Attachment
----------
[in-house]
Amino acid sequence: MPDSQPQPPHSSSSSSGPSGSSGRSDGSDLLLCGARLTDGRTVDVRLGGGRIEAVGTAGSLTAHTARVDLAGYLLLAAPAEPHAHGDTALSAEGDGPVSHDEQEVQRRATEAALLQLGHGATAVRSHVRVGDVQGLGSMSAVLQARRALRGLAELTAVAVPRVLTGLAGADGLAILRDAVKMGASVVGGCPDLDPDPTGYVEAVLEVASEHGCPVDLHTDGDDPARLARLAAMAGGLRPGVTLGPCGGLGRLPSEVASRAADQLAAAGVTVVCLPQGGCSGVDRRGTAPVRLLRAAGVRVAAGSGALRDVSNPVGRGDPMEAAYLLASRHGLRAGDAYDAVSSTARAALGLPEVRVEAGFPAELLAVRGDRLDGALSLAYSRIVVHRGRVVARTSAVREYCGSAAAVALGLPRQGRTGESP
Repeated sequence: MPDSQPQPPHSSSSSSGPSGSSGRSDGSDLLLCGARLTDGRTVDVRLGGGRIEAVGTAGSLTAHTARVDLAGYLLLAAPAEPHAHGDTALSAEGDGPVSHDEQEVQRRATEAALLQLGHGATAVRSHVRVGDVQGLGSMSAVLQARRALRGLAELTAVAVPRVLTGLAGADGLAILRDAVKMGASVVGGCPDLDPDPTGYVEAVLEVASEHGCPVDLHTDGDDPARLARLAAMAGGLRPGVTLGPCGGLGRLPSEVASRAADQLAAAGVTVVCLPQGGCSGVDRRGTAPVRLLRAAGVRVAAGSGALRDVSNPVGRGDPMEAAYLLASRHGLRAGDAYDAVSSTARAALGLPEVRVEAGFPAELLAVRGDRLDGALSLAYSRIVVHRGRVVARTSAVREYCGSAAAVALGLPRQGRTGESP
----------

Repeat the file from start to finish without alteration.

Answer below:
[in-house]
Amino acid sequence: MPDSQPQPPHSSSSSSGPSGSSGRSDGSDLLLCGARLTDGRTVDVRLGGGRIEAVGTAGSLTAHTARVDLAGYLLLAAPAEPHAHGDTALSAEGDGPVSHDEQEVQRRATEAALLQLGHGATAVRSHVRVGDVQGLGSMSAVLQARRALRGLAELTAVAVPRVLTGLAGADGLAILRDAVKMGASVVGGCPDLDPDPTGYVEAVLEVASEHGCPVDLHTDGDDPARLARLAAMAGGLRPGVTLGPCGGLGRLPSEVASRAADQLAAAGVTVVCLPQGGCSGVDRRGTAPVRLLRAAGVRVAAGSGALRDVSNPVGRGDPMEAAYLLASRHGLRAGDAYDAVSSTARAALGLPEVRVEAGFPAELLAVRGDRLDGALSLAYSRIVVHRGRVVARTSAVREYCGSAAAVALGLPRQGRTGESP
Repeated sequence: MPDSQPQPPHSSSSSSGPSGSSGRSDGSDLLLCGARLTDGRTVDVRLGGGRIEAVGTAGSLTAHTARVDLAGYLLLAAPAEPHAHGDTALSAEGDGPVSHDEQEVQRRATEAALLQLGHGATAVRSHVRVGDVQGLGSMSAVLQARRALRGLAELTAVAVPRVLTGLAGADGLAILRDAVKMGASVVGGCPDLDPDPTGYVEAVLEVASEHGCPVDLHTDGDDPARLARLAAMAGGLRPGVTLGPCGGLGRLPSEVASRAADQLAAAGVTVVCLPQGGCSGVDRRGTAPVRLLRAAGVRVAAGSGALRDVSNPVGRGDPMEAAYLLASRHGLRAGDAYDAVSSTARAALGLPEVRVEAGFPAELLAVRGDRLDGALSLAYSRIVVHRGRVVARTSAVREYCGSAAAVALGLPRQGRTGESP